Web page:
It’s easy to think theology is dry and boring, useless to the life of the average believer. But theology is the most practical thing that we can do because what we think about God shapes the whole of who we are. It carries us through every season of life, and shapes every interaction we have. If we think wrongly about God, then we’re not equipped to follow him well nor to enter into the fullness of joy he offers us. The invitation to know God through the Bible is an invitation into joy.
God sent his word to us so that we can know him. He cares about how we approach it. His word is his mediated presence in our lives, so how we read and understand it is vital. So let’s do a little theology.
During the Reformation the reformers codified their beliefs into five statements that are still useful for us today. These statements are not infallible; they are not scripture. But they are useful for talking about what the scriptures teach us. For now I’ll focus on Sola Scripture, or translated, Scripture Alone.
What is Sola Scriptura?
Sola Scriptura simply means that all truth necessary for our salvation and spiritual life is taught either explicitly or implicitly in Scripture.” (Ligonier Ministries) In other words, Scripture teaches us everything we need to know to follow Jesus. We don’t have to go to teachers, books, sermons, or even historical doctrinal statements of the church — however excellent they might be — to learn what it is to follow Jesus.
Are these things still useful? Yes. We know this because we see sermons, collections of songs of worship, and teachings within the Scripture. We even see church leaders gathered to discuss important doctrinal decisions. All of these things are a part of the life of the church and useful for the Christian, but they all serve to point the Christian to the scripture.
Prone to False Doctrine
Without a clear understanding of Sola Scriptura, we are apt to succumb to the false doctrines that surround us. We don’t live out our faith in a vacuum, but in a culture which has it’s own doctrines that we are steeped in with or without knowing it. If we don’t understand Scripture as authoritative, then we will be knocked around by every wave of doctrine. In the changing norms of our culture, we must be rooted in the Eternal Truth revealed to us by the Eternal God in his Eternal Word. If we understand that scripture alone has the highest authority on any topic on which it speaks then we will necessarily measure all other teachings against it, even the implicit teachings in the culture around us.
In the same way we test the teachings of our culture we should test the teaching of a Church tradition, a favorite pastor or blogger, or our own underlying assumptions. During the Reformation, the reformers made the radical statement that Scripture had a greater authority than the traditions of the Catholic Church (referred to as the magistirum). Luther and his counterparts wanted the Church to submit itself wholly and fully to the word of God. The traditions, while valuable, were not on the same level of scripture.
To the modern day evangelical, this seems obvious. However, if we outsource our theological thinking to the catechism and doctrines of our protestant churches, or to our favorite popular pastors, then we follow the same pattern of the Catholic church in trusting a magisterium over and above Scripture. We must faithfully measure all we are taught according to the standard of Scripture. This requires close study, a skill we must learn to cultivate.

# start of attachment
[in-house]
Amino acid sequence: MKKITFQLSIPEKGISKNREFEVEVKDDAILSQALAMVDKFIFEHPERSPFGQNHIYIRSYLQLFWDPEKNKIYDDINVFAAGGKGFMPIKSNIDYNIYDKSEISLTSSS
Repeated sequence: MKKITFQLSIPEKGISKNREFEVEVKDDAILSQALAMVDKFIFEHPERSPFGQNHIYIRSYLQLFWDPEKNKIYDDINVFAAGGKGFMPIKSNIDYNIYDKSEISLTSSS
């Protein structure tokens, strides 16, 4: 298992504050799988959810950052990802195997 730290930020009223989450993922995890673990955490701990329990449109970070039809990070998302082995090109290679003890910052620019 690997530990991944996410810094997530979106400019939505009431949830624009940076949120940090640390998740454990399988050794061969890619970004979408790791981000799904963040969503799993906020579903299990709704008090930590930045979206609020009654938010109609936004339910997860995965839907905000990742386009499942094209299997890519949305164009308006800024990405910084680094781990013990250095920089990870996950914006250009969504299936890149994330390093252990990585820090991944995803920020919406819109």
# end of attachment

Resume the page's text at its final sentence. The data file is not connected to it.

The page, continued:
Limits of Sola Scriptura
However, if we don’t understand the limits of the doctrine – that scripture contains everything we need, not everything that is useful — then we can be tempted to discount the value of Scripture when we encounter a question that Scripture does not address. For instance, the Bible does not address voting because democracy was not a form of government in the times and places the Bible was being written. So we can’t go to the Bible for simple answers on how or if to vote.
But we can learn from the scriptures about justice, power, peacemaking, how to treat foreigners, how to treat the poor, what God has to say about racism, wealth accumulation, and war. That insight should shape our voting. But there are other useful things that could shape our voting: an understanding of how our government works, if similar platforms have historically done what the candidates claim they will, a wise counselor’s interpretation of the Scripture and the political season. These things are extra-biblical, and useful, but they are not authoritative and are not to be trusted as being on par with Scripture.
Pursue Consistent Application
A clear understanding calls us to try to have a consistent application of the doctrine. It has been inconsistently applied since the early church fathers, by Luther and throughout the history of the Protestant church. Luther himself appealed to previous theological interpretations when challenged on the way in which the Lord’s Supper was taken. Even denominations like Baptists who say they follow the Bible alone, have strong traditions of interpretation through which the church members tend to view scripture.
We are far from perfect. Each Christian and church will have blind spots in our submission to Scripture’s authority. We will assume it says things it is not saying, and we will miss it’s clear teachings. However, we must pursue excellence in submitting our lives to scripture because through the Bible we get to know and experience God who is our Great Joy.